Calthorpe, Knight, of London, and grandson of In the meagre notice of Sir Francis Barn- | Francis Barnham, merchant, who was elected ham given in Rose's Biographical Dictionary Alderman of Farringdon Without on December 14, it is stated that he and his father-in-law 1568, and Sheriff of London in 1570. Martin Sampson Lennard were, about 1620, nominated Barnham was Sheriff of London in 1598, was members of a proposed academy of literature, to knighted on July 23, 1603 (Nichols's Progresses of be called the Academy Royal, and to be attached James I., i. 214), and dying on December 12, to the Order of the Garter. Of the scheme 1610, at the age of sixty-three, was buried in St. of this academy something more than Rose Clement's, Eastcheap (Stow's London, ed. Strype, tells us may be learnt from two volumes among bk. ii. p. 183). Of the three younger brothers of the Harleian MSS. (6103 and 6143), where its Martin Barnham, Benedict (the most important original projectors explain their intentions at member of the family) was educated at St. Alban's length, but its history has never been written and Hall, Oxford (Wood's Antiquities, ed. Gutch, p.659), is very obscure. The object was to establish a was a liveryman of the Drapers' Company, became brotherhood under royal favour to foster learning Alderman of Bread Street Ward on October 14, and to direct the labours of all “writers in 1591, and served the office of sheriff in the same humanitie." Between 1617 and 1620 the project year. He joined the Society of Antiquaries, obtained much influential support, and Bucking- originally formed by Archbishop Parker in 1572, ham and the king freely assented to it. In 1622 of which Aubrey, Camden, and Spelman, among a James I. bade Prince Charles take the necessary number of smaller antiquaries, were conspicuous steps for putting it in practice (Cal. State Papers, members, the dissolution of which about 1612 June 25, 1622), but James died before anything had originally suggested the formation of a literary was done, and Charles I. was solicited in vain by academy (Archeologia, i. xx). Benedict died on Edmund Bolton—who had taken an active part in April 3, 1598, at the age of thirty-nine, and an arranging the preliminary details, and has been elaborate monument was erected above his grave credited with the authorship of the Harleian MSS. in St. Clement's, Eastcheap (Stow, ut supra). Wood tells us that he left 2001. to St. Alban's by the genial flow of the Gulf Stream, present, on Hall, Oxford, to rebuild “its front next the a near approach, an agreeable contrast with the street," and that “as a testimony of the bene- deep blue of the surrounding 802. Their irregular faction" his arms were engraved over the gateway outlines of shore and of fell are also striking and on the plate belonging to the house." He and in some cases fantastic. Precipitous headmarried Alice, the daughter of Humphrey Smith, lands, with summits looking out like sentinels Queen Elizabeth's silkman, stated to be of an through mist and cloud, over the broad expanse of ancient Leicestershire family. By her he had four the Atlantic, and with bases which receive the full daughters, of whom Elizabeth, the eldest, married swing of the billows that roll and break against Mervin, Lord Audley and Earl of Castlebaven, of them, present a bare, rugged, and defiant apinfamous memory, and Alice, the second daughter, pearance; while grassy slopes that rise from the became in 1606 the wife of Sir Francis Bacon water's edge around many of the inland bays (Spedding's Life, iii. 290). Sir Francis Barnham -in many cases so surrounded by land as to was thus related by marriage to one of the two resemble lakes — seem quite pastoral. Lovers most eminent men of the age.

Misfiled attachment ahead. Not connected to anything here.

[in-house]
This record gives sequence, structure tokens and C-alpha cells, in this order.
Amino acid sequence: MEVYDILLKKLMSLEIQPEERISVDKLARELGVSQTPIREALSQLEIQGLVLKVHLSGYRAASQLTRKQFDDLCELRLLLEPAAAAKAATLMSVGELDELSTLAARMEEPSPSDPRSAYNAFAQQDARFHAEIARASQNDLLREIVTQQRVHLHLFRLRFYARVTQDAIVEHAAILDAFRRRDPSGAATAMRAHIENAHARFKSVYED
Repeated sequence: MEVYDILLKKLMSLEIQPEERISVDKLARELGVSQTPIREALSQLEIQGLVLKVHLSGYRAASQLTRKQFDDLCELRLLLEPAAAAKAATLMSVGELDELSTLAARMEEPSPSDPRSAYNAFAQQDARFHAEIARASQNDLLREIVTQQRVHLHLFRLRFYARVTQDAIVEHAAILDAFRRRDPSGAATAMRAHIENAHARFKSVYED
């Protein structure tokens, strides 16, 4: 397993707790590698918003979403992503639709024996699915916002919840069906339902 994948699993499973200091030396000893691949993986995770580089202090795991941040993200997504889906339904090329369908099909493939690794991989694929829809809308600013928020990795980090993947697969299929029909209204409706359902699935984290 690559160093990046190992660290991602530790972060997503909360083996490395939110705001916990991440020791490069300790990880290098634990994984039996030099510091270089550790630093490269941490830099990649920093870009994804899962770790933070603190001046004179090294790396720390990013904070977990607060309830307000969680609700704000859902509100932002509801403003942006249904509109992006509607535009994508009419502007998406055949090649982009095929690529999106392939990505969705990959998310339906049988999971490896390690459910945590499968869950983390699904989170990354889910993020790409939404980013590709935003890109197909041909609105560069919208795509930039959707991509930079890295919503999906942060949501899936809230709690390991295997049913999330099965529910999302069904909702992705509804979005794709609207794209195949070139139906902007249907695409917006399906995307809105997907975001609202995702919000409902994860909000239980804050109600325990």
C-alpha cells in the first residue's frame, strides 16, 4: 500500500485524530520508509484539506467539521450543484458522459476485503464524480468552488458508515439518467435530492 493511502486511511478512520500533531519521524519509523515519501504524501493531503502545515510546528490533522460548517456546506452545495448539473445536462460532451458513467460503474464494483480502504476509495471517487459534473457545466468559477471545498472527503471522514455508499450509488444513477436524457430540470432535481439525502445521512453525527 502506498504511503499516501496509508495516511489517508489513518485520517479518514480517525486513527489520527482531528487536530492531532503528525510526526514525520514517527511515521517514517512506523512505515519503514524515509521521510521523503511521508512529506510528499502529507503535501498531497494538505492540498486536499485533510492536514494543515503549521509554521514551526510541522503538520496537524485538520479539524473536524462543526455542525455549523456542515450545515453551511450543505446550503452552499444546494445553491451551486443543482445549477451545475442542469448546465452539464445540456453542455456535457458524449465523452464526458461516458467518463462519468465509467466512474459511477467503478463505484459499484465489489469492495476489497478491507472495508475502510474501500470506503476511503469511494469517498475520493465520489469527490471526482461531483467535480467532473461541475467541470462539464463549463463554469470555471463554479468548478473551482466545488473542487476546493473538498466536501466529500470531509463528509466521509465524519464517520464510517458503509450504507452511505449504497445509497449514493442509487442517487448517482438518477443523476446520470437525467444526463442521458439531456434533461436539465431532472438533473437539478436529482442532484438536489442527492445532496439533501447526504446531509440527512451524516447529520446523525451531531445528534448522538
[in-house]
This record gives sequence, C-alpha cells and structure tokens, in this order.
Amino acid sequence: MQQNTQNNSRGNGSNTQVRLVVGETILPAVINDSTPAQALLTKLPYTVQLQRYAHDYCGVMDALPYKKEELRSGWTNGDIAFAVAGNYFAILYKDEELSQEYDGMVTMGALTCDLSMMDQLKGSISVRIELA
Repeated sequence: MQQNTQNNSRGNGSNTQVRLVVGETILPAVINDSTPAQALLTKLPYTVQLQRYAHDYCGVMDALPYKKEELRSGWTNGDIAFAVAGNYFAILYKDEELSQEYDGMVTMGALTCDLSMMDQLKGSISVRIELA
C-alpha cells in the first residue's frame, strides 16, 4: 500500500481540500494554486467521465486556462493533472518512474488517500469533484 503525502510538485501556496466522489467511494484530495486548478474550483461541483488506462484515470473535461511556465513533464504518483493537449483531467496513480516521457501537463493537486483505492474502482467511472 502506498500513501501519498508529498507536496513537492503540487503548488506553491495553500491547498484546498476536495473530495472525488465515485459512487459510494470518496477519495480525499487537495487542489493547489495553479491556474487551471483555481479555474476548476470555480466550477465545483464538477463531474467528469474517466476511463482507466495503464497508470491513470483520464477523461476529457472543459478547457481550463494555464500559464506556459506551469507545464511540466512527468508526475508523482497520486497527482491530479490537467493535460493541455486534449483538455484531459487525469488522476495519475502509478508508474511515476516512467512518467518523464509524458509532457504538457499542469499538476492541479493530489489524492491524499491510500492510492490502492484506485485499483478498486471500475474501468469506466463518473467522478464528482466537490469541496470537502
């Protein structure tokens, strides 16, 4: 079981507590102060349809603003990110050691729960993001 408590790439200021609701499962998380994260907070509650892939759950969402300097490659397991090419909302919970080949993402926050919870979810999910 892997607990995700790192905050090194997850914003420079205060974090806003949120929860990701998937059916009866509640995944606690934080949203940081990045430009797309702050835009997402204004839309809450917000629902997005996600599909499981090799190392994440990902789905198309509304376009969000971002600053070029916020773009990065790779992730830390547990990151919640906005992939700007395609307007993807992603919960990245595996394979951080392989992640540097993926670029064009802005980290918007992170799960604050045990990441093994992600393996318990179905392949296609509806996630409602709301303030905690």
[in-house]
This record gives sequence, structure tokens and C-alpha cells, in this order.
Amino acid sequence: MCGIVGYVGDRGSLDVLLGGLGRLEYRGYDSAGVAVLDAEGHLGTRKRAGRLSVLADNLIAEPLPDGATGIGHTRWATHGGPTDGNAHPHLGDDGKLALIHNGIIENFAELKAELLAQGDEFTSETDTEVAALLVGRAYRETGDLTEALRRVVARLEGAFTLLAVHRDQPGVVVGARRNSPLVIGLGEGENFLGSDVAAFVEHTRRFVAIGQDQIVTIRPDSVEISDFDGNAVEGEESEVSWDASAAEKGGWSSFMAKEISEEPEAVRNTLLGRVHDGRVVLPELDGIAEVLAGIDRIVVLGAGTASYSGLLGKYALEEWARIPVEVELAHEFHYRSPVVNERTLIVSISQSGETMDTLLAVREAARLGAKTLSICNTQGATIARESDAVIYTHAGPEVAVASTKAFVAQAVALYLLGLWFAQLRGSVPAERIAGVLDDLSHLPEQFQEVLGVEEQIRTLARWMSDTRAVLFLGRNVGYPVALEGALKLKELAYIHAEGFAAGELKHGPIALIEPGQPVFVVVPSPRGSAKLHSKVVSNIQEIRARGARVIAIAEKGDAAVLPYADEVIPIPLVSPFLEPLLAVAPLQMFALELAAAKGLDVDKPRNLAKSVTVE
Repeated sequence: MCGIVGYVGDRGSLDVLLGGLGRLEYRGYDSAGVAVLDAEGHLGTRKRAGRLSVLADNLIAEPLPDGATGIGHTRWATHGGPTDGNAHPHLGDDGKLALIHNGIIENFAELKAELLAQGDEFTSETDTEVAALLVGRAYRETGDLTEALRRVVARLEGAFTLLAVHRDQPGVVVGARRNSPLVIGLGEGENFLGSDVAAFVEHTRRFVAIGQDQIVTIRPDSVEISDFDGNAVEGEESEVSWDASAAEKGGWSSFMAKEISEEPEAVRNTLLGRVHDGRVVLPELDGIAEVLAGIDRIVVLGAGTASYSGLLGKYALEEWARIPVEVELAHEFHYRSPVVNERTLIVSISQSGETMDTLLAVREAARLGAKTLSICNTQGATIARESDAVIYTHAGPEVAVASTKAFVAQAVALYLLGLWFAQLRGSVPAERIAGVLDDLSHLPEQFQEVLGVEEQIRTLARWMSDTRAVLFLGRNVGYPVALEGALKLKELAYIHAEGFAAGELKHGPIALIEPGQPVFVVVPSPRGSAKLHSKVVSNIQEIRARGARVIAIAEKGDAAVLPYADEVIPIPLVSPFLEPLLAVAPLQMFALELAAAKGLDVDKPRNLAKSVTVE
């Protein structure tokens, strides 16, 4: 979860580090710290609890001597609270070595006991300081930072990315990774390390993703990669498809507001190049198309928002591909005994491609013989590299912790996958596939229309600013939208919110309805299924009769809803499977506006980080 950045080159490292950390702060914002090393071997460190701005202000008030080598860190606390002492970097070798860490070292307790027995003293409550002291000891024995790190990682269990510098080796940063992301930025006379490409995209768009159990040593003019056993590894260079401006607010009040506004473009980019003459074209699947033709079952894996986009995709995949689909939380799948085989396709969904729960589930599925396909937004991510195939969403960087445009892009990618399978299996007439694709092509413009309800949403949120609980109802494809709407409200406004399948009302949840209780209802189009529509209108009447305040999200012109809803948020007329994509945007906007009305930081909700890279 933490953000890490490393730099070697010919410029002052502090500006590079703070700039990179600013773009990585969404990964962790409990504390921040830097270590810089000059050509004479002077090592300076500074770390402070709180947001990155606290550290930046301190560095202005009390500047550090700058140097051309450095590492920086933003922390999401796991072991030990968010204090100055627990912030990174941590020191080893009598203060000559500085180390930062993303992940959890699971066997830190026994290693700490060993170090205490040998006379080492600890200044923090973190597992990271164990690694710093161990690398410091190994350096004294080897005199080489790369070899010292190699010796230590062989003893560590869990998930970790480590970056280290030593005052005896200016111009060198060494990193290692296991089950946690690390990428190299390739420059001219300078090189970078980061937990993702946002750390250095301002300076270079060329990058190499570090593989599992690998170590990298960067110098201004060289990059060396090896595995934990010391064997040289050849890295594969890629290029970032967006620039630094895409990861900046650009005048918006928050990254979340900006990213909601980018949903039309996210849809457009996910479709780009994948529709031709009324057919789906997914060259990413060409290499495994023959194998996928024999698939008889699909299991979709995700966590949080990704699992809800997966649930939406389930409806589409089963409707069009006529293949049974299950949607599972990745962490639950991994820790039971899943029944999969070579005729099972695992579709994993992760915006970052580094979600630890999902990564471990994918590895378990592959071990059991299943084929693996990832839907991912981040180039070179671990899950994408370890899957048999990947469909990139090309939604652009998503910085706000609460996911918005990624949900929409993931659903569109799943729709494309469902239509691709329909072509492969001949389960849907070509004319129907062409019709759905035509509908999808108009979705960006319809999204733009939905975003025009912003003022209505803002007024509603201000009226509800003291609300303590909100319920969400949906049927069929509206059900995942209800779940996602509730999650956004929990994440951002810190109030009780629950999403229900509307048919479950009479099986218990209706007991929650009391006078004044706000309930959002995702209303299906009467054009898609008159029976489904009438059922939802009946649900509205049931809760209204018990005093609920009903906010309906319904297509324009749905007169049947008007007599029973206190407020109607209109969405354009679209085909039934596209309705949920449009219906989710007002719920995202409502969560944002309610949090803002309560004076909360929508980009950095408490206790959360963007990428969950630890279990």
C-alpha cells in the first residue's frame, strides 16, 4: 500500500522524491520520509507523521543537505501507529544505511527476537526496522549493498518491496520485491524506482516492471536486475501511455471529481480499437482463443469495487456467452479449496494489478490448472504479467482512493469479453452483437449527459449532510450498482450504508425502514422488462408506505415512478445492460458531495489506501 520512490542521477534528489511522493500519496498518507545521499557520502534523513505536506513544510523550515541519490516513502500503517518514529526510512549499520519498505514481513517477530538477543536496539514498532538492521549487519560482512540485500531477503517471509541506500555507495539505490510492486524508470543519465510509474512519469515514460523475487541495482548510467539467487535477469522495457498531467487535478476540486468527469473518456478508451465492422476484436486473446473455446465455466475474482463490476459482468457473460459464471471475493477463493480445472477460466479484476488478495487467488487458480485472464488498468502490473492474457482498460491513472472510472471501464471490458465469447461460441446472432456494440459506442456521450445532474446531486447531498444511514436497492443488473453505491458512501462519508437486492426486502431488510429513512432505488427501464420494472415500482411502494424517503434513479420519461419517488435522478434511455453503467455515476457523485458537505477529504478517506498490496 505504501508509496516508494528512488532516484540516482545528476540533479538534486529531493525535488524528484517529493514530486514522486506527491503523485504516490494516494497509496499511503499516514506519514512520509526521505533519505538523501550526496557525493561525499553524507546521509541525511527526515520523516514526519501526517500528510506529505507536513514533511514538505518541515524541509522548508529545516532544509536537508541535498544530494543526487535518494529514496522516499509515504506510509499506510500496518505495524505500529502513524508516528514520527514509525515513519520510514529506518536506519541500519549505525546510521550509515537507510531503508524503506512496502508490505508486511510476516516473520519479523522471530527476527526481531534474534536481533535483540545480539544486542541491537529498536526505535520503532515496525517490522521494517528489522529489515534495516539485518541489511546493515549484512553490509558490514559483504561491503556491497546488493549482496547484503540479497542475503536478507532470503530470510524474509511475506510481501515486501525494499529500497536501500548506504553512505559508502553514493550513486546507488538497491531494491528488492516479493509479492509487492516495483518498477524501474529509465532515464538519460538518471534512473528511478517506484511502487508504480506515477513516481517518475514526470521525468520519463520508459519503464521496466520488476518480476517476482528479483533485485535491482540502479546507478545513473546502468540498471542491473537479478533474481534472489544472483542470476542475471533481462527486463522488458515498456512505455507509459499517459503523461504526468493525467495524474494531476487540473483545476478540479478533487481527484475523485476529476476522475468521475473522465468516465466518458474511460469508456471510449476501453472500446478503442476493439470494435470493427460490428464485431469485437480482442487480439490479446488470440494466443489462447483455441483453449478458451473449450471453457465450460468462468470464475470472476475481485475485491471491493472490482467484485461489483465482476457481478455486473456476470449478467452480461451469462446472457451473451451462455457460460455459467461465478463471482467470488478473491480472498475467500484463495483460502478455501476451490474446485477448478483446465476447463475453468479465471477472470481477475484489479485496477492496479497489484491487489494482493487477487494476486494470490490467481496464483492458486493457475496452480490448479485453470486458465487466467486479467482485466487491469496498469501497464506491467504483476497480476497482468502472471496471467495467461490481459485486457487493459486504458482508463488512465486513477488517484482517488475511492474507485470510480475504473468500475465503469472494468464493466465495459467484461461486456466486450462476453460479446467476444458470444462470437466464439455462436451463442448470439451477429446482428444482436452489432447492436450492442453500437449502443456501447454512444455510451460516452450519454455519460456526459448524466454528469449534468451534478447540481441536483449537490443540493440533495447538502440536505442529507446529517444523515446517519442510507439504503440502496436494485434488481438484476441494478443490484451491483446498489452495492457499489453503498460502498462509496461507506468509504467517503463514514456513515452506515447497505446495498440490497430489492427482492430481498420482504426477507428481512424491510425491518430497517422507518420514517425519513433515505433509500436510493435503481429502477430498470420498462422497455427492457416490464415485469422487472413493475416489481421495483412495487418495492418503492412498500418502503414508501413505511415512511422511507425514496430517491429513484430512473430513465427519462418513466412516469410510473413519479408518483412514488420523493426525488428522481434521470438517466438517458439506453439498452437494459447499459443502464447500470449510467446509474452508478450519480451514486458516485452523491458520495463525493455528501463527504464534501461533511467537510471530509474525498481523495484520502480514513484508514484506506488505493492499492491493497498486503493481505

of the picturesque may find much of the attracOf Sir Francis's early career I know nothing. tion of southern lake scenery, combined with He was knighted on July 23, 1603, at Whitehall, the sterner beauties of the ocean. Some of the on James I.'s accession, at the same time as his smaller islands, or holms as they are called, father (Nichols, ut supra). He inherited in 1613, have low indented shore lines, on the bright from Belknap Rudston, the brother of his father's sand of which the waves lap and curl; while first wife, the estate of Boughton Monchelsea with often on some inland part of their surface they which genealogists identify him. He married seem gathered up into heaps, resembling in Elizabeth, daughter of Sampson Lennard, of their contorted forms so many marino monsters Chevening, co. Kent, who was an antiquary of crouching in the water, or making ready for some eminence in his day. In 1624 he was one a spring. The entire absence of trees enables of the commissioners empowered to enforce one at a glance to seize on these natural inmartial law against disorderly soldiery at Dover equalities of outline. Many of the islands have (Rymer's Foedera, xvii. 647). Sir Francis was appa- received names of animals, from some fancied rently long-lived. He represented Maidstone in the resemblance of this sort. There is at least Long Parliament, was an intimate friend of Sir one horse, the Horse of Copinshay. Several Roger Twysden, who describes him as “a right small islands are called calves; there is a Hen honest gentleman," mildly supported the Parlia- and Chickens; and one rock bears the commonmentarians during the war, and urged the release of place name of the Barrel of Butter. his eldest son, Robert, imprisoned by the Kentish The Norsemen, who gave names to most of committee in 1649 (Archcologia Cantiana, ii. 181, the islands, were close observers of nature, and 195; iv, 185). He was the father of fifteen chil- quick to seize any peculiar characteristic of dren, of whom a younger son, William, was Mayor men or things. Any oddity of personal appearof Norwich in 1652. His eldest son, Robert, who ance never failed to give rise to a nickname ; seems to have been a Royalist, and probably took which, however, conveyed no opprobrium, part in the Kentish rising of 1648, received a but was applied to the most illustrious among baronetcy from Charles II. on August 14, 1663, them. From the want of family names, the use of resided at Boughton, and died in 1685. He was such sobriquets as Fair Haired, Blue Tootb, Bare succeeded in the title by a grandson, with whose Legs, and countless others to be found in the death, in 1728, the baronetcy became extinct. sagas, seems to have been the only means that